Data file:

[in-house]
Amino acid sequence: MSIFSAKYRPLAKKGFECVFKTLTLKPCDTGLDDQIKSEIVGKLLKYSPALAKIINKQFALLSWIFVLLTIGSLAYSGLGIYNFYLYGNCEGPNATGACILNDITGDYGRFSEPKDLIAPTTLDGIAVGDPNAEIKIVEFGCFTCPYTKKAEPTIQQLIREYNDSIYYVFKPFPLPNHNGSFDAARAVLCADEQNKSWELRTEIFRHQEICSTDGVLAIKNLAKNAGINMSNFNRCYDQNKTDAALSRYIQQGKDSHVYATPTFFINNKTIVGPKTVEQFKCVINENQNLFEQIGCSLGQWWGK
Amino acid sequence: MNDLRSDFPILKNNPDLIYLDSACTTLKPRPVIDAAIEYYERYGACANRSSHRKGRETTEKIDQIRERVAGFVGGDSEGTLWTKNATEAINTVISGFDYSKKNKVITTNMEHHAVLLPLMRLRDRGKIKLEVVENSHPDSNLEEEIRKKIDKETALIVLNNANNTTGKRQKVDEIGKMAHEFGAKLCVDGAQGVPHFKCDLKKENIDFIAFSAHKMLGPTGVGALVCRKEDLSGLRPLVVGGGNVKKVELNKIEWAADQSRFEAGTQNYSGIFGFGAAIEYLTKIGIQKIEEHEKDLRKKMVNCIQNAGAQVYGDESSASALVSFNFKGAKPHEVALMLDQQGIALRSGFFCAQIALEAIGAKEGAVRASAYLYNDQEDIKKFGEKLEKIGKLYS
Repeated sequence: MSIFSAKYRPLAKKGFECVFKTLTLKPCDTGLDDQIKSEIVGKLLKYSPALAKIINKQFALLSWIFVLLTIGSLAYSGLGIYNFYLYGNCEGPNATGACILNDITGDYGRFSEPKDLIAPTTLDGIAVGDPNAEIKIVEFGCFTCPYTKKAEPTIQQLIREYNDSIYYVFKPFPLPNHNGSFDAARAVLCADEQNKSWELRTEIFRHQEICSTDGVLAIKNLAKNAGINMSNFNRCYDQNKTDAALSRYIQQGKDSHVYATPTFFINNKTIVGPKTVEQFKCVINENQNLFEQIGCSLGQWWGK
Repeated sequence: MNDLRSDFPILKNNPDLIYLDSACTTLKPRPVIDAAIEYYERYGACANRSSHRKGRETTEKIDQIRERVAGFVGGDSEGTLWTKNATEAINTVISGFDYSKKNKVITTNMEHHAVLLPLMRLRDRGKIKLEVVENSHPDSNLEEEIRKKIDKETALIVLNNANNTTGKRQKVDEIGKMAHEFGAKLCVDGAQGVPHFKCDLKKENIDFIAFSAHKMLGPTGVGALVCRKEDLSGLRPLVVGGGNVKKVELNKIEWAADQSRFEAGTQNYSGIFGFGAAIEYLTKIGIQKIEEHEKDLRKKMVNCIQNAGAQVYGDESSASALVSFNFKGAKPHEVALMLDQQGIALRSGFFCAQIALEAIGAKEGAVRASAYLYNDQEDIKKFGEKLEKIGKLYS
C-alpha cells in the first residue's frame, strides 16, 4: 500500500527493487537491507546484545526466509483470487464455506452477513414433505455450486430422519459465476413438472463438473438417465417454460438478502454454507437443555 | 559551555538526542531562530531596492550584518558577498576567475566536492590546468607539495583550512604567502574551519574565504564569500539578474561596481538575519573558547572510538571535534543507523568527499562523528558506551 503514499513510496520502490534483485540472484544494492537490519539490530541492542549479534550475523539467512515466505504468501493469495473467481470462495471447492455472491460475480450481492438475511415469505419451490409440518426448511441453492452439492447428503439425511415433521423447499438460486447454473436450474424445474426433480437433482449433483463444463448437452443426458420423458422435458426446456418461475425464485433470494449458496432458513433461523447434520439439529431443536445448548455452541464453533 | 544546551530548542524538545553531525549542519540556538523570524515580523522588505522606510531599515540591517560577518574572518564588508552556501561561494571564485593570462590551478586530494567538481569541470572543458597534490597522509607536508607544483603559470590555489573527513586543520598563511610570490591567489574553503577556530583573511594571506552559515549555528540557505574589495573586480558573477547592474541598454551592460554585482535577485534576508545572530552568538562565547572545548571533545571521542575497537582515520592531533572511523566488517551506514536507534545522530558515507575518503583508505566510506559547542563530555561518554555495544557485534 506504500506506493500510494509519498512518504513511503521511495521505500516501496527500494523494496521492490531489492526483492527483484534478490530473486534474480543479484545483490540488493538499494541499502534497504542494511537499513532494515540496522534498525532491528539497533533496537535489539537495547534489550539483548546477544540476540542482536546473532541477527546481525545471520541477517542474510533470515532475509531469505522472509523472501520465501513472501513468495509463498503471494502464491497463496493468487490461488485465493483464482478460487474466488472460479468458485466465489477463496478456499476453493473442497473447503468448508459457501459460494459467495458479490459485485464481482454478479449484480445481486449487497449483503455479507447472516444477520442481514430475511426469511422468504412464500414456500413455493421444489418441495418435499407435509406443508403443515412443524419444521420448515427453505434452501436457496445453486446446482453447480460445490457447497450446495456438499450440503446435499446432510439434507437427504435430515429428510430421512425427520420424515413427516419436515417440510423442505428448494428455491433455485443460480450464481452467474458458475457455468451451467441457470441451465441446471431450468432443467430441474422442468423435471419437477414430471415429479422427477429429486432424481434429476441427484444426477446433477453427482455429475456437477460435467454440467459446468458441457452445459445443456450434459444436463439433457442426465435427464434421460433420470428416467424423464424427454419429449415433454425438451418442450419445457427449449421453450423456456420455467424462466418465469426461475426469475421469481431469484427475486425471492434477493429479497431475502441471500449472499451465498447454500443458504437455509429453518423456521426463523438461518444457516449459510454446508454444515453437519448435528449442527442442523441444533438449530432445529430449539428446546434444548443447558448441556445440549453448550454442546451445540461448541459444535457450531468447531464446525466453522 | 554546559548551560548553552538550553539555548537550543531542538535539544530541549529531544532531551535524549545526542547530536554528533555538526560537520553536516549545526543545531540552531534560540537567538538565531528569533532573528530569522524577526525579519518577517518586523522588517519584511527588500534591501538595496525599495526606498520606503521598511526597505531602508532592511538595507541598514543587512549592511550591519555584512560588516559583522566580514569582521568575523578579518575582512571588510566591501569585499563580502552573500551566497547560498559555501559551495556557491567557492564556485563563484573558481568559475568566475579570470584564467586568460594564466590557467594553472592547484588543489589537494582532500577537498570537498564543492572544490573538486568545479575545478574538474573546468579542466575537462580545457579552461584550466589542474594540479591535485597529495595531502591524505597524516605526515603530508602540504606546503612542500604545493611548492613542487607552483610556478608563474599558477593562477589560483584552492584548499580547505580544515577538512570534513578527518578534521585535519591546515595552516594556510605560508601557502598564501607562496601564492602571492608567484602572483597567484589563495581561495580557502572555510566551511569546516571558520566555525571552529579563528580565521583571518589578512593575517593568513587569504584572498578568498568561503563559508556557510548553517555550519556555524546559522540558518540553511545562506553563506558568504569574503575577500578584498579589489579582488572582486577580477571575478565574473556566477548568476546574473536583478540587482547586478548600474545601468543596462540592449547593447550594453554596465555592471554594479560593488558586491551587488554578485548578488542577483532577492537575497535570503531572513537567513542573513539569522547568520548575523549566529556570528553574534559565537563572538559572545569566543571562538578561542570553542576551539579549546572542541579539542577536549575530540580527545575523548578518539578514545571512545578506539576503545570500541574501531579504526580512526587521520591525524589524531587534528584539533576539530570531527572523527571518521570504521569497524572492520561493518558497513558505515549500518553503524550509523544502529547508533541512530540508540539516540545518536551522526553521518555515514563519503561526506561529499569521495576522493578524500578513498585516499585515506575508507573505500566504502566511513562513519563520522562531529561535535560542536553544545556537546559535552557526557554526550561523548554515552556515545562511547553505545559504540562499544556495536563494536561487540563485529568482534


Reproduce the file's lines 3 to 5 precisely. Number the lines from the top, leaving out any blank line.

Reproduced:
Amino acid sequence: MNDLRSDFPILKNNPDLIYLDSACTTLKPRPVIDAAIEYYERYGACANRSSHRKGRETTEKIDQIRERVAGFVGGDSEGTLWTKNATEAINTVISGFDYSKKNKVITTNMEHHAVLLPLMRLRDRGKIKLEVVENSHPDSNLEEEIRKKIDKETALIVLNNANNTTGKRQKVDEIGKMAHEFGAKLCVDGAQGVPHFKCDLKKENIDFIAFSAHKMLGPTGVGALVCRKEDLSGLRPLVVGGGNVKKVELNKIEWAADQSRFEAGTQNYSGIFGFGAAIEYLTKIGIQKIEEHEKDLRKKMVNCIQNAGAQVYGDESSASALVSFNFKGAKPHEVALMLDQQGIALRSGFFCAQIALEAIGAKEGAVRASAYLYNDQEDIKKFGEKLEKIGKLYS
Repeated sequence: MSIFSAKYRPLAKKGFECVFKTLTLKPCDTGLDDQIKSEIVGKLLKYSPALAKIINKQFALLSWIFVLLTIGSLAYSGLGIYNFYLYGNCEGPNATGACILNDITGDYGRFSEPKDLIAPTTLDGIAVGDPNAEIKIVEFGCFTCPYTKKAEPTIQQLIREYNDSIYYVFKPFPLPNHNGSFDAARAVLCADEQNKSWELRTEIFRHQEICSTDGVLAIKNLAKNAGINMSNFNRCYDQNKTDAALSRYIQQGKDSHVYATPTFFINNKTIVGPKTVEQFKCVINENQNLFEQIGCSLGQWWGK
Repeated sequence: MNDLRSDFPILKNNPDLIYLDSACTTLKPRPVIDAAIEYYERYGACANRSSHRKGRETTEKIDQIRERVAGFVGGDSEGTLWTKNATEAINTVISGFDYSKKNKVITTNMEHHAVLLPLMRLRDRGKIKLEVVENSHPDSNLEEEIRKKIDKETALIVLNNANNTTGKRQKVDEIGKMAHEFGAKLCVDGAQGVPHFKCDLKKENIDFIAFSAHKMLGPTGVGALVCRKEDLSGLRPLVVGGGNVKKVELNKIEWAADQSRFEAGTQNYSGIFGFGAAIEYLTKIGIQKIEEHEKDLRKKMVNCIQNAGAQVYGDESSASALVSFNFKGAKPHEVALMLDQQGIALRSGFFCAQIALEAIGAKEGAVRASAYLYNDQEDIKKFGEKLEKIGKLYS